Monday, June 1, 2015

The real handling error

After corresponding with a friend about Saturday's competition and my earlier post on the subject, I've come to realize that probably, the most serious handling error I made on the last mark was one I had not even realize until she pointed it out.

True, perhaps I should have realized that Laddie had not really been convinced of what initial line to take, and if I had, I might have taken more time before sending him, or perhaps switched him to my other side.

And true, perhaps I should have thought in advance that if he did need to be handled, I should go ahead and handle him, and take my chances that we could still end up with a placement, even a high placement.

And true, if I had made that calculation, then it also might have made sense to handle him earlier in the mark, before he got into the wooded area, or even while he was still in the water.

But above all, the most serious error, and really unforgivable I think because it was not a matter of speculation but just an outright error, was that I did not let the judges do the judging, but made the decision to call Here when I saw that Laddie had returned to the old fall.

I later justified the decision in my own mind as a training decision, a "correction" for Laddie performing an incorrect behavior.

But that's not right. In the first place, it's possible that Laddie did not realize it was an old fall, since he approached it from a completely different angle, and it's even possible that he doesn't understand the abstraction, "don't return to the old fall." Either way the "correction" might have meant nothing to him and would have no training benefit.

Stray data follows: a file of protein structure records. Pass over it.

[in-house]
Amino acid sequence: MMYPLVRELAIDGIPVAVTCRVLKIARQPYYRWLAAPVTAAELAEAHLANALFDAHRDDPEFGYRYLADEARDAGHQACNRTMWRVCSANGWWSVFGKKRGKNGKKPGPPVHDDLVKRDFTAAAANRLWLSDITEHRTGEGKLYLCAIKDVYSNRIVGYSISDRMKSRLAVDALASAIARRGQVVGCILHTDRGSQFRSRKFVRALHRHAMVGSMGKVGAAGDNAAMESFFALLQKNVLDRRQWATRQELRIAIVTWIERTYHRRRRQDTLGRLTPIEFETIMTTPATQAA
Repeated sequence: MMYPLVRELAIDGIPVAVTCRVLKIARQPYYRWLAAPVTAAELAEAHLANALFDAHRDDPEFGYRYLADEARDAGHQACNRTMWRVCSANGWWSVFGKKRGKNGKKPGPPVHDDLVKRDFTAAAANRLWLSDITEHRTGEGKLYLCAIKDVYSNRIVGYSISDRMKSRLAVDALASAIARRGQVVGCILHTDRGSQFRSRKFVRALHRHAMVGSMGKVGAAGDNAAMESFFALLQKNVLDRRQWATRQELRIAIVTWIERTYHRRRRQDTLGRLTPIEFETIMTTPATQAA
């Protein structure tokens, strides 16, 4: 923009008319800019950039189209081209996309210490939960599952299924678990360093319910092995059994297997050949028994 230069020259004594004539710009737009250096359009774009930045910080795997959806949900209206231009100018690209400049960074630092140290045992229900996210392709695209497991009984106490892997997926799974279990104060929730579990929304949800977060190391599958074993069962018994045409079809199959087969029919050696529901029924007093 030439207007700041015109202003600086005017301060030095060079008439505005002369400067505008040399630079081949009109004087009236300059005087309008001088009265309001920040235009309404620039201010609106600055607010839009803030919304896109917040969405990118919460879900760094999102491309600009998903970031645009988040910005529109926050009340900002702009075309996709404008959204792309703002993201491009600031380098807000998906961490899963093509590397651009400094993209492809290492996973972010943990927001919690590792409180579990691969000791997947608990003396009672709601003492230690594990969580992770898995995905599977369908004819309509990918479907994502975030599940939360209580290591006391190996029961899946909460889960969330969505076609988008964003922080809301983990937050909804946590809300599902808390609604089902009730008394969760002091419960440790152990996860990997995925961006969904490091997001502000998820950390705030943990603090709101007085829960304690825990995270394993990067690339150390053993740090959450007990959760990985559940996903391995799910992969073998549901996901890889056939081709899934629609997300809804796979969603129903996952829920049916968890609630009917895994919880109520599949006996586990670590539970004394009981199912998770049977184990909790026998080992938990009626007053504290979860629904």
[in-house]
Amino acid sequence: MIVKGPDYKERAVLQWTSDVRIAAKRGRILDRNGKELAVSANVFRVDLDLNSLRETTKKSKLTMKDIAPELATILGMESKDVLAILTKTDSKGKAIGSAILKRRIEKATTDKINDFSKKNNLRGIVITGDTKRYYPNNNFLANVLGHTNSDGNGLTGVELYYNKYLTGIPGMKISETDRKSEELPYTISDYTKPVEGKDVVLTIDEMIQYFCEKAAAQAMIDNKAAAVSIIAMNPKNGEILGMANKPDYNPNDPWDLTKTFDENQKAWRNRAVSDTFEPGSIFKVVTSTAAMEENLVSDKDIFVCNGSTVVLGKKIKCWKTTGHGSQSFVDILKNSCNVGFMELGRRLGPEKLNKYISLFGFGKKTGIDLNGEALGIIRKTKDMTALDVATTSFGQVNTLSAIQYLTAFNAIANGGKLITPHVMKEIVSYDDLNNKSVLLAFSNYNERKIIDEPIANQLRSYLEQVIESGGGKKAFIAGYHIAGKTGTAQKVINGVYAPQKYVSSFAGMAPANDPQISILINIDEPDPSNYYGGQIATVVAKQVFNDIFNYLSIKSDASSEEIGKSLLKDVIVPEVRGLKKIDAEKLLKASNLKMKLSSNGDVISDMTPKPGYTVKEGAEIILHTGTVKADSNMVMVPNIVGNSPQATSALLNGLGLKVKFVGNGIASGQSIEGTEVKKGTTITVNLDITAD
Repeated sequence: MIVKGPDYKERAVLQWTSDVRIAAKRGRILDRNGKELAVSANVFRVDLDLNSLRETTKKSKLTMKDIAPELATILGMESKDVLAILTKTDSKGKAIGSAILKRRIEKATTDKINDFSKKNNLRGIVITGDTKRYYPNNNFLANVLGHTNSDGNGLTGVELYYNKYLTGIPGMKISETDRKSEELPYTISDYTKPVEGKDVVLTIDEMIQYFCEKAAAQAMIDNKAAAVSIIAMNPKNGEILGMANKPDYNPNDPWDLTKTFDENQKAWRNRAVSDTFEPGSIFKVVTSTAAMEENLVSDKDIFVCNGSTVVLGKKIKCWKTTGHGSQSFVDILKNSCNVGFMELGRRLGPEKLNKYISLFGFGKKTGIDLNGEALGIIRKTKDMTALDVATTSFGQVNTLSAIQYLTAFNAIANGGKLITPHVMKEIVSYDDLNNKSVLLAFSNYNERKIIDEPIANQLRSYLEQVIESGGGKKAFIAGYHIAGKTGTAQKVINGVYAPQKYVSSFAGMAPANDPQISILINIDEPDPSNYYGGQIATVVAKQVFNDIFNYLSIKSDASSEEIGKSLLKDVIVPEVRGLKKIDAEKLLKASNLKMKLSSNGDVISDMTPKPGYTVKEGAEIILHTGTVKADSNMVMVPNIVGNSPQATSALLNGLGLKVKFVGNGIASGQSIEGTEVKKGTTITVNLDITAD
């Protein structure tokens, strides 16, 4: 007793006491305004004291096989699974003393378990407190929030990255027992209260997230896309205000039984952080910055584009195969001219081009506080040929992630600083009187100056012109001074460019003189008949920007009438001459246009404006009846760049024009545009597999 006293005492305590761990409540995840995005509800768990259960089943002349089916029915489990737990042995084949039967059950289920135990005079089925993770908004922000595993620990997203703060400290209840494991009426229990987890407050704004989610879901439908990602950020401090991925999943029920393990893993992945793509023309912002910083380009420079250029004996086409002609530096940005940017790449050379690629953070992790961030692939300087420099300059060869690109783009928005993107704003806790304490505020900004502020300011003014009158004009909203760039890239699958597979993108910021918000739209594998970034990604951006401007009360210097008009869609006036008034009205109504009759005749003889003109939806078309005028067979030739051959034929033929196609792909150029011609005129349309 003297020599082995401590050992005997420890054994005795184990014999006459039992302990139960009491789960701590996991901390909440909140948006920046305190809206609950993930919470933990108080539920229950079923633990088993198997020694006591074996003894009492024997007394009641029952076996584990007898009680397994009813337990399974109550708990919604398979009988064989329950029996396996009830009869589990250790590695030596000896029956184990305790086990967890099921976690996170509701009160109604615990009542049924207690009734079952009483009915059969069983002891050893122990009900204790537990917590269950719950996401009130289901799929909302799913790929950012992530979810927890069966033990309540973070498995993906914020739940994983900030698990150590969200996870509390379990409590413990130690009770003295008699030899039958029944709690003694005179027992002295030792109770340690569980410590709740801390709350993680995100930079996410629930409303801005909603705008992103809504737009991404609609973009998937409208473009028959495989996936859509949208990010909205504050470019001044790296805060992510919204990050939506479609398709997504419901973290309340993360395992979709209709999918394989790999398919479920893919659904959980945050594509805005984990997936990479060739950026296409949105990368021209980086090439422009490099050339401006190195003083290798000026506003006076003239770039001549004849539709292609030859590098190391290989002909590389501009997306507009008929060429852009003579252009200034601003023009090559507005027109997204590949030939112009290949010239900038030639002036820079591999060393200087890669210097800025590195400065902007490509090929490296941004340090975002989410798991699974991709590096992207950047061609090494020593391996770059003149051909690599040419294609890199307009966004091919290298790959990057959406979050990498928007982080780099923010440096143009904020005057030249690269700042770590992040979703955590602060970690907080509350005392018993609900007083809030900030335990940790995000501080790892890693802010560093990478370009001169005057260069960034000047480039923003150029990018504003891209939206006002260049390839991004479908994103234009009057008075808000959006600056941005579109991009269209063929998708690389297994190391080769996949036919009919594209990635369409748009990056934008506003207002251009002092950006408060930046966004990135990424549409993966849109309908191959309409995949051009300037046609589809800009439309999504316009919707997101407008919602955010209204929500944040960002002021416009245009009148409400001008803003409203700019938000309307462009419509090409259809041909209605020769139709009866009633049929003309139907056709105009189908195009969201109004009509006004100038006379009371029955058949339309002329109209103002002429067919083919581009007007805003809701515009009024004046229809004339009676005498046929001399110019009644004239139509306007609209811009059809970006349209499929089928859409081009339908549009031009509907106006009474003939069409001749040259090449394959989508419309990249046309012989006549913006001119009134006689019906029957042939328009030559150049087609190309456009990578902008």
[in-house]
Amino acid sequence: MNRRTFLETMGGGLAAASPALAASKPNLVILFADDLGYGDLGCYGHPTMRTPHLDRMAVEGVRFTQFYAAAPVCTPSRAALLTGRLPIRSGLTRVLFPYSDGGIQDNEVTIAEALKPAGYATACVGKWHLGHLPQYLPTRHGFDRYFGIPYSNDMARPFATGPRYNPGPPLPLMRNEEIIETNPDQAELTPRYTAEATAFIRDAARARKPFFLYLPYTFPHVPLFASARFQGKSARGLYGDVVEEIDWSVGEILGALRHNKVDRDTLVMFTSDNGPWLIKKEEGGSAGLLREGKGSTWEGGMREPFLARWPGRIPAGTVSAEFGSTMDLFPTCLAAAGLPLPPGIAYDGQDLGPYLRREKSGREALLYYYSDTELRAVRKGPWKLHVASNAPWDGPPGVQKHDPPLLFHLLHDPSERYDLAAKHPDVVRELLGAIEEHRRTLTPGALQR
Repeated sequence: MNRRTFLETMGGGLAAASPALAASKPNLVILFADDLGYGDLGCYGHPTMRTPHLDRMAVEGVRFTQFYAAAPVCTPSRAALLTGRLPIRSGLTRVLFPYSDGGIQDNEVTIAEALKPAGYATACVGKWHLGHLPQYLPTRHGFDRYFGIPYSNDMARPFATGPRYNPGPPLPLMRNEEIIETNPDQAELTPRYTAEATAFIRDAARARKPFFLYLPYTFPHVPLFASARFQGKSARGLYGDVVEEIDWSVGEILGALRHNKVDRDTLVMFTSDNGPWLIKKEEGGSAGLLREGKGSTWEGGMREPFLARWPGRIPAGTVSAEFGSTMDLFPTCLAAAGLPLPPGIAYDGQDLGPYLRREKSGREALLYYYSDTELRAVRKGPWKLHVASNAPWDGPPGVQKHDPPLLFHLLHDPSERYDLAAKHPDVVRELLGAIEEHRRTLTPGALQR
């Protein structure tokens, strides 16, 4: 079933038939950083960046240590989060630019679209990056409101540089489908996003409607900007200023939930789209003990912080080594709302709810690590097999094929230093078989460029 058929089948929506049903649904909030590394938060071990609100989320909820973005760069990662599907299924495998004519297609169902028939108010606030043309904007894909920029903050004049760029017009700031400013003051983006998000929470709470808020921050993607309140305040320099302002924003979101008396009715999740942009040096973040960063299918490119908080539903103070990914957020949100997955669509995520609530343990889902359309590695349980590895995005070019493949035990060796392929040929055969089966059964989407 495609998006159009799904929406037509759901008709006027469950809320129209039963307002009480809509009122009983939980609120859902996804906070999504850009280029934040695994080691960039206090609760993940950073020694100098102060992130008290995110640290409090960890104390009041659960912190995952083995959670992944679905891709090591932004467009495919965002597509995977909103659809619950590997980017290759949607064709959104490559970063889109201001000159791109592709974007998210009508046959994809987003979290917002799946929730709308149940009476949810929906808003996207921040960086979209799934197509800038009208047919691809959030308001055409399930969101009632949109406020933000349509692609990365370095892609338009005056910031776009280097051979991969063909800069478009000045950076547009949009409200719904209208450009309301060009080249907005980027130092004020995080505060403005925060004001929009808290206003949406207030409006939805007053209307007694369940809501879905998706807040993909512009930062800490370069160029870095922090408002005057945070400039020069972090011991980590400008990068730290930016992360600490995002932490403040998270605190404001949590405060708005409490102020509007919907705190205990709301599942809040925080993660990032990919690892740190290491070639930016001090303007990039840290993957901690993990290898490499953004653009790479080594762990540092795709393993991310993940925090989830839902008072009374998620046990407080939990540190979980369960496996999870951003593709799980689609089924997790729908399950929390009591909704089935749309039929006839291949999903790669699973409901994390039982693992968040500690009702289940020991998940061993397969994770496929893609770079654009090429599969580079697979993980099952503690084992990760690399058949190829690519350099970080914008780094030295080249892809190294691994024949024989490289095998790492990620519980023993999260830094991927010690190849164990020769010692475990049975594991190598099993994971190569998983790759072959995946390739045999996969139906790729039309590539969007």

In the second place, I didn't actually make a conscious decision to call Here. What really happened was that when I saw where he was, I reacted to a moment of shock and deep disappointment that I had been completely unprepared for, both in this series and in my general experience.

But somewhere in my mind I did know the rule, even though I may have never needed it before: Let the judges do the judging.

I didn't have to do anything, I could have just watched. Laddie might have turned with minimal delay and gone to pick up the bird.

Or I could have blown the whistle and handled him to the bird.

I think a case could be made for either of those decisions. It's entirely possible the judges might have decided Laddie almost returned to the old fall, but not quite.

Or they could have DQed him. That's fine.

But it wasn't my job. That's the real lesson. Sigh.

No comments:

[Note that entries are displayed from newest to oldest.]